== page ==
* IstanbulNotConstantinople: Australian toponyms are predictably not the ones we are familiar with. The continent itself is known as Aururia. Tasmania becomes known as Cider Island. Even the names of many of the native tribes and ethnicities are different - sometimes completely, othertimes the changes in the etnonym are [[SubvertedTrope more subtle]] (e.g. the [[FantasyCounterpartCulture fictional]] Junditmara shared ancestors with our historical [[http://en.wikipedia.org/wiki/Gunditjmara_people Gunditjmara]]). To avoid getting readers disoriented, one of the subpages of the project's main wiki page is dedicated to the alternate geography of Australia - with maps of various parts of the continent in different historical eras and a very thorough glossary that lists every alternate placename and where its location in our real history would be.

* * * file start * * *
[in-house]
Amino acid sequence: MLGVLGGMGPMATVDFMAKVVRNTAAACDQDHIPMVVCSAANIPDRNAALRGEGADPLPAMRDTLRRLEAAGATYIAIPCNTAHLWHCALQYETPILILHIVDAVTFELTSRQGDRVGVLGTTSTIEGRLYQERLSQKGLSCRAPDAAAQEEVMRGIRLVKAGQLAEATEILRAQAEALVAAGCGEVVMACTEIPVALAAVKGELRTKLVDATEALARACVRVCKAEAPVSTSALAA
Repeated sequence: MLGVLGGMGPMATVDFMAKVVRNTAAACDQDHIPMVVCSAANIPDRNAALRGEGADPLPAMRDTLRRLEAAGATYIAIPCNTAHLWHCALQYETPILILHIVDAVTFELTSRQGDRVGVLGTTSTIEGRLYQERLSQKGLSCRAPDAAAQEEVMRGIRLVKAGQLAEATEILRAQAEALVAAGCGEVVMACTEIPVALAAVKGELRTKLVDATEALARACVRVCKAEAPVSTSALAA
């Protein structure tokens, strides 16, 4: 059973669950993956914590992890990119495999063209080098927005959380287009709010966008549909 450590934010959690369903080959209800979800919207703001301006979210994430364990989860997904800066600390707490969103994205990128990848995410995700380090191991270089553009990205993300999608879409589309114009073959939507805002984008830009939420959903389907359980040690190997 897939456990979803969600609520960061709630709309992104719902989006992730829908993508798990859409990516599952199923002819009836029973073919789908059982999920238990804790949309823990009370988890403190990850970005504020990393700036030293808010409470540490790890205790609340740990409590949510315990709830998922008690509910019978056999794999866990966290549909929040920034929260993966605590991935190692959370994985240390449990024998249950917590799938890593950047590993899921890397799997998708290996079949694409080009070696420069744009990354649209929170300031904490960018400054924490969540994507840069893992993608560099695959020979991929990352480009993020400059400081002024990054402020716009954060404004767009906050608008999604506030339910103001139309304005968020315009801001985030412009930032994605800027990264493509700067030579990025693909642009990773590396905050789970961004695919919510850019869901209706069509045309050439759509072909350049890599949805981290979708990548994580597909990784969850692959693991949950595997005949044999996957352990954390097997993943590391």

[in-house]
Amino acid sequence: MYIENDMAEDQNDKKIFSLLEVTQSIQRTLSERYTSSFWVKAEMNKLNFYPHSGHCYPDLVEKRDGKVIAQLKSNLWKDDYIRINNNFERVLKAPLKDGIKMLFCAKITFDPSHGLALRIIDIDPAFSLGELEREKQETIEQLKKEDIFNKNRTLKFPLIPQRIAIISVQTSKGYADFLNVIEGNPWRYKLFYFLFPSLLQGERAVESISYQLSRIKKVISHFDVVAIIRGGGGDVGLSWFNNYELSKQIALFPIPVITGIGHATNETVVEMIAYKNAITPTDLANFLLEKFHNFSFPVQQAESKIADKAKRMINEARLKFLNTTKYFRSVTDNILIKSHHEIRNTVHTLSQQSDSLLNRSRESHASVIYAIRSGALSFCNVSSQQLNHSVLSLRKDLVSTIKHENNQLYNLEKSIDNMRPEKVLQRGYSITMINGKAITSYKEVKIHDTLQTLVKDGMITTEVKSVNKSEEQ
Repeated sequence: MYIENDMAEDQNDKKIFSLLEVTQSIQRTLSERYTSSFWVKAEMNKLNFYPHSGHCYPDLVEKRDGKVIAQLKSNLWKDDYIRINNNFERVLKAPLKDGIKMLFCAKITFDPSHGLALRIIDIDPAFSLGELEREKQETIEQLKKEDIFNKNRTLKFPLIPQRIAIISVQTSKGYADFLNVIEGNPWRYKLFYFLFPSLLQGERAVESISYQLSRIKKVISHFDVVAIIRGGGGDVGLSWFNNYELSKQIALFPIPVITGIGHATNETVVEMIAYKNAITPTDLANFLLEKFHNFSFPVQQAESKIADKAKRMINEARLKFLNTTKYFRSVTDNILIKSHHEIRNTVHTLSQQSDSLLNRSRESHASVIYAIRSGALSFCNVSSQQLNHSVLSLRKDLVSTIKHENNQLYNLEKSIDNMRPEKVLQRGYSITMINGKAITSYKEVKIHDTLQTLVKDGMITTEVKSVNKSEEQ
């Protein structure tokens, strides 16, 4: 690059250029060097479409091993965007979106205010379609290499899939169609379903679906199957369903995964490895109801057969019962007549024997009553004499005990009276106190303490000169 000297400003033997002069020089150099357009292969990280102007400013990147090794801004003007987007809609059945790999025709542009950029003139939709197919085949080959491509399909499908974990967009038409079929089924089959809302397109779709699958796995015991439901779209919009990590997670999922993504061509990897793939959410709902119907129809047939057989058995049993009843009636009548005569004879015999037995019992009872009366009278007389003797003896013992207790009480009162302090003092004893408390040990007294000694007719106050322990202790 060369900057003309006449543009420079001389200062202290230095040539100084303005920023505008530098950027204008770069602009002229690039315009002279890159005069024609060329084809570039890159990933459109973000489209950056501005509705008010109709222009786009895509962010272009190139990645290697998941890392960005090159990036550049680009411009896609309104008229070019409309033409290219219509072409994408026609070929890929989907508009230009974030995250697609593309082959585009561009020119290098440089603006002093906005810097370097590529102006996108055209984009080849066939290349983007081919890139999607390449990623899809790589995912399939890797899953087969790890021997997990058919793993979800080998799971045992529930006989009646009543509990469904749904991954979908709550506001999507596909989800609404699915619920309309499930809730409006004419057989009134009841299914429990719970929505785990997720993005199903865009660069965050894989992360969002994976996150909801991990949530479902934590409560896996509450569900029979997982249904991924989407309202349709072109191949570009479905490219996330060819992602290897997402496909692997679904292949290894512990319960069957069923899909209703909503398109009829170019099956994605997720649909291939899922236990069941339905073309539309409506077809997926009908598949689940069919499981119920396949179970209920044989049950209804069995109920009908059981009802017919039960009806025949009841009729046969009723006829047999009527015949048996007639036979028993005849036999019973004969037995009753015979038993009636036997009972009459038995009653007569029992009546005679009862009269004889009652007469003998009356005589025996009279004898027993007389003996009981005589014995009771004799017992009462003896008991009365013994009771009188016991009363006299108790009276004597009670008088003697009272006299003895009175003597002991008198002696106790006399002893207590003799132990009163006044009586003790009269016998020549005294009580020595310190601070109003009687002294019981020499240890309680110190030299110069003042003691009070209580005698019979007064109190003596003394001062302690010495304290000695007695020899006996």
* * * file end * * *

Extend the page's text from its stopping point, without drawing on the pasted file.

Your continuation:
to:
* IstanbulNotConstantinople: Australian toponyms are predictably not the ones we are familiar with. The continent itself is known as Aururia. Tasmania becomes known as Cider Island. Even the names of many of the native tribes and ethnicities are different - sometimes completely, othertimes the changes in the etnonym are [[SubvertedTrope more subtle]] (e.g. the [[FantasyCounterpartCulture fictional]] Junditmara shared ancestors with our historical [[http://en.wikipedia.org/wiki/Gunditjmara_people Gunditjmara]]). To avoid getting readers disoriented, one of the subpages of the project's main wiki page is dedicated to the alternate geography of Australia - with maps of various parts of the continent in different historical eras and a very thorough glossary that lists every alternate placename place name and where its location in our real history would be.